October 26, 2014

What is CBT?

CBT treatment is different from long-term psychotherapies such as psychodynamic treatment. The relationship between therapist and patient is collaborative, the treatment goals are clear, and the process offers cognitive and behavioral strategies designed to accomplish treatment goals.

In the CBT model, the treatment focuses on both cognition and behavior to alleviate emotional pain. Different aspects of cognition to be examined include automatic thoughts, thought patterns, and cognitive schema. Treatment starts by identifying a person’s rigid and dominant thoughts and thought patterns. Automatic thoughts are monitored and recorded. These recorded thoughts are examined to detect distortions. Thought patterns are involved in how information is perceived and processed. Faulty thought patterns can lead to a distortion of reality and can cause the distressing emotional reactions that follow. Throughout the therapy process, these patterns are challenged and modified. The ultimate goal is to change the underlying beliefs and cognitive schema that result in anxiety or depression.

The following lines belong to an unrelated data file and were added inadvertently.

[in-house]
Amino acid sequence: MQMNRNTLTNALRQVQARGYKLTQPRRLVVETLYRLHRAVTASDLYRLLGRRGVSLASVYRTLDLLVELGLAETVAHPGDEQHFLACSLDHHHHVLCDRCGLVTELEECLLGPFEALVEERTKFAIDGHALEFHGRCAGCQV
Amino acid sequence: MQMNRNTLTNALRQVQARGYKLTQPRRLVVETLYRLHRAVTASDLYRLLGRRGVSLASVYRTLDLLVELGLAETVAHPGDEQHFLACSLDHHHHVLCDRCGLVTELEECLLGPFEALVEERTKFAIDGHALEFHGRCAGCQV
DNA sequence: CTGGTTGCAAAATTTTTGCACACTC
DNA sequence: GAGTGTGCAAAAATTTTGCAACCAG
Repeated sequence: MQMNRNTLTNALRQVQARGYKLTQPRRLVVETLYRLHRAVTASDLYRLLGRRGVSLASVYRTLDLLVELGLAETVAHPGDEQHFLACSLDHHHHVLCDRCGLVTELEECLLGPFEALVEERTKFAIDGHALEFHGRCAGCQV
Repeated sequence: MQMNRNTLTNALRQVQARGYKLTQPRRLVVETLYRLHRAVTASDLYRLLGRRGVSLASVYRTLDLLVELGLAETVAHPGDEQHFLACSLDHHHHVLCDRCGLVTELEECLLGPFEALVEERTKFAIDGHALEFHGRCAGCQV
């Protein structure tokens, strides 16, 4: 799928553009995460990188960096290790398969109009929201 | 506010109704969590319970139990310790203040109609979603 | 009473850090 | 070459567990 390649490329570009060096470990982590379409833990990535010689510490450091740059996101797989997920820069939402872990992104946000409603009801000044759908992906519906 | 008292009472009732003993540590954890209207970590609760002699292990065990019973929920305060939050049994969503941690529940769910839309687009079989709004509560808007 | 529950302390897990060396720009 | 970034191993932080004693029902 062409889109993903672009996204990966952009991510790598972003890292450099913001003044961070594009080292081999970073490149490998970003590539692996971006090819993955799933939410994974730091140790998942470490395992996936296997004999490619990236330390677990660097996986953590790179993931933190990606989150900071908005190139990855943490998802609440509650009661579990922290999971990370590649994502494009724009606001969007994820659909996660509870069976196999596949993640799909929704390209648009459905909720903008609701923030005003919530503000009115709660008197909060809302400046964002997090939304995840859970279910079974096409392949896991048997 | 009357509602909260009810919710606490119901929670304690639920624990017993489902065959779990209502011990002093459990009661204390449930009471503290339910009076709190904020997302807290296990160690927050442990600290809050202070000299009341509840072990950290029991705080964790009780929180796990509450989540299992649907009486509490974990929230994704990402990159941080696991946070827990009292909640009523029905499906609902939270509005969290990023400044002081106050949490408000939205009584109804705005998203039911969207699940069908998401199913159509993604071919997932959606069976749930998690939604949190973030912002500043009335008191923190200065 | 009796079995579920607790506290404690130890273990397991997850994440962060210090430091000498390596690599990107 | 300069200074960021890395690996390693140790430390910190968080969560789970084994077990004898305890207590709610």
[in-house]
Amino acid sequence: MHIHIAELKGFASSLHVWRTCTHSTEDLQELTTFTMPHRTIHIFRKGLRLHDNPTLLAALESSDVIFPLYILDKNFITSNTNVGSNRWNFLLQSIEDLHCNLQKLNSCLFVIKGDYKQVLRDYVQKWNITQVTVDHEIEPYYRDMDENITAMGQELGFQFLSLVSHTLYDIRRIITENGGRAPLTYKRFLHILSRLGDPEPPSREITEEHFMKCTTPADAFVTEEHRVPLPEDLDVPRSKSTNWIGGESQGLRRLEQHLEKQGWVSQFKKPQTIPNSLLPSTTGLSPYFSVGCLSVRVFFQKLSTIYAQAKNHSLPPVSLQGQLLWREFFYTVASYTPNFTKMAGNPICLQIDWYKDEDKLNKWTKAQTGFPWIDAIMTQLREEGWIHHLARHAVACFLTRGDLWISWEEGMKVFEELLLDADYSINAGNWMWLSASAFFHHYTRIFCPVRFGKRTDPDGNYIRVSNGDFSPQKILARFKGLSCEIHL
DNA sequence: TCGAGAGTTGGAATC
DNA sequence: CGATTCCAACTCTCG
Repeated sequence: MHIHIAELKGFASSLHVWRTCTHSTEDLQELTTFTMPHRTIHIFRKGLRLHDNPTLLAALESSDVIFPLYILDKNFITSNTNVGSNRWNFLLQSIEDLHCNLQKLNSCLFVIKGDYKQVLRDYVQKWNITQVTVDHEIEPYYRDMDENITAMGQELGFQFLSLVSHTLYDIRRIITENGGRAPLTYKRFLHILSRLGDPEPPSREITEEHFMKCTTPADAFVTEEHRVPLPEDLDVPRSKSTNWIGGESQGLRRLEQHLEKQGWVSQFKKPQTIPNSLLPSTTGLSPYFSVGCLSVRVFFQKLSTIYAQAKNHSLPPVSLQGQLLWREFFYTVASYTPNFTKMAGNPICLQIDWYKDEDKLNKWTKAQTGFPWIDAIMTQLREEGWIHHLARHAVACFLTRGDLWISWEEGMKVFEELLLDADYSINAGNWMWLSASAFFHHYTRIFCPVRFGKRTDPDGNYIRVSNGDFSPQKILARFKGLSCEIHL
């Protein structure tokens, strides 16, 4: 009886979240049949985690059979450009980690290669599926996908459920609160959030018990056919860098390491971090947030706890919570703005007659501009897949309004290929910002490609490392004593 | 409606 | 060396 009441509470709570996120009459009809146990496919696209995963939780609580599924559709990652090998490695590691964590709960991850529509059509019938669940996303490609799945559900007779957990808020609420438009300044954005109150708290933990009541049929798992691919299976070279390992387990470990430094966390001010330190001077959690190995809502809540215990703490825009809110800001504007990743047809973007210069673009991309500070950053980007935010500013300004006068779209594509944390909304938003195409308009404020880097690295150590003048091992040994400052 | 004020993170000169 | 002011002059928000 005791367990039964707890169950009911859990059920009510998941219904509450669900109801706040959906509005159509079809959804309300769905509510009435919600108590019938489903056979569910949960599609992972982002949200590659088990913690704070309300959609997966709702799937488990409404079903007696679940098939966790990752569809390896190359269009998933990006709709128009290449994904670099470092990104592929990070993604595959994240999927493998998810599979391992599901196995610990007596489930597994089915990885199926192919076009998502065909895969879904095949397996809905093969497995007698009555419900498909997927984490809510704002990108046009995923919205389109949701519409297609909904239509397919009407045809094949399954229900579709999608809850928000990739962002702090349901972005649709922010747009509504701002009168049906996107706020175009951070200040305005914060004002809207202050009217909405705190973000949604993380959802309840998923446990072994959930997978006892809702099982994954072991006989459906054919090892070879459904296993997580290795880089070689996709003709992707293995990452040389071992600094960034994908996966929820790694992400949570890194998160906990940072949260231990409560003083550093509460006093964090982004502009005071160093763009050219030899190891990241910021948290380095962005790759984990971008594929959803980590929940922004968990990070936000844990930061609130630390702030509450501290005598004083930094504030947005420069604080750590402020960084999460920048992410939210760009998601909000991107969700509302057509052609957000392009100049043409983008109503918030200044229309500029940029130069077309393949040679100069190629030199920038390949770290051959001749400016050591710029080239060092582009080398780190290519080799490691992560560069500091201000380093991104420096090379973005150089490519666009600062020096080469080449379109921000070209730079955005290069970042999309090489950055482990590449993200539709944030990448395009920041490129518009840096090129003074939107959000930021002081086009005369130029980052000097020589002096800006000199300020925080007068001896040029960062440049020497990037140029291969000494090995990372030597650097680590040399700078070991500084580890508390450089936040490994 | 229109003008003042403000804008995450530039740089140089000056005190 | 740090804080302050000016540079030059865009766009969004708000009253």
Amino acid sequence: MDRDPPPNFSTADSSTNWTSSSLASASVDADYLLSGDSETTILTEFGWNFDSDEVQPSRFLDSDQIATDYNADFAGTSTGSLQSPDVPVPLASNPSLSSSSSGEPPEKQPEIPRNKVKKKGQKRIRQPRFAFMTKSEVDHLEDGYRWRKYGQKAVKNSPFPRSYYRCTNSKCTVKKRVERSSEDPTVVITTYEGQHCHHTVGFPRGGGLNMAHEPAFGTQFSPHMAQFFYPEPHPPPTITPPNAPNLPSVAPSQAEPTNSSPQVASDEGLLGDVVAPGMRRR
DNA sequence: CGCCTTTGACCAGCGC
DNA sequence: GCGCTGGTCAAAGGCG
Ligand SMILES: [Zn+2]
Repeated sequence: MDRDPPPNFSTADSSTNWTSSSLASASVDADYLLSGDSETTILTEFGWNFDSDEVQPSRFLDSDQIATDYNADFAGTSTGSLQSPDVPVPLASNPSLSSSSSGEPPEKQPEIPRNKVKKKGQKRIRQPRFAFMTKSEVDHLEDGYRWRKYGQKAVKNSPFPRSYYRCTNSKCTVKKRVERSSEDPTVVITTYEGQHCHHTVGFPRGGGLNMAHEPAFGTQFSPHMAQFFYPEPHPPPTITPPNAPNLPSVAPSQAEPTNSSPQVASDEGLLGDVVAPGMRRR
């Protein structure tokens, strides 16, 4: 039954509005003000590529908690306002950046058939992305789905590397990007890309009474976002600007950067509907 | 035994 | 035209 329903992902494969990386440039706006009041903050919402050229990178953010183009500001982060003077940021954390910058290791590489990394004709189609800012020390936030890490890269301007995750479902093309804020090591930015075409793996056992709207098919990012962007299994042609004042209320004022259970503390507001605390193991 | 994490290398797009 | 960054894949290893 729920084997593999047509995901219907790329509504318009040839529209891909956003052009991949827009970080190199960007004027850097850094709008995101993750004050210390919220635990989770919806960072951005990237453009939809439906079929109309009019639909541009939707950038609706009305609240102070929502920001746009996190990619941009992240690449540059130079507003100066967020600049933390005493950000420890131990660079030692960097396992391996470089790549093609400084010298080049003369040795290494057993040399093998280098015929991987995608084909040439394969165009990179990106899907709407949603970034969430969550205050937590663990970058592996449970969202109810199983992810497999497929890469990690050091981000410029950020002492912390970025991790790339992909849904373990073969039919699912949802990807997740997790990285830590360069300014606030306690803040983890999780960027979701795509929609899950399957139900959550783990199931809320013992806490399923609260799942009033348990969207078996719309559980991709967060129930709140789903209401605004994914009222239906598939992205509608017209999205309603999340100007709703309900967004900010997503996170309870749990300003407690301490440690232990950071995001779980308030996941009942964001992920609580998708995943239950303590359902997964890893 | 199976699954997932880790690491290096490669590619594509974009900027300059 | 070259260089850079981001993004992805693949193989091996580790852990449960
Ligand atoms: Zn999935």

Behavioral activation is a significant component of any effective CBT-based treatment. Any behaviors that support and reinforce a person’s maladaptive thinking are identified. A series of behavioral interventions are then designed to promote actions and goal-oriented behaviors.

Different types of CBT have evolved over the years, including Rational Emotive Therapy, Cognitive Therapy, Dialectic Behavior Therapy, and Mindfulness-Based CBT.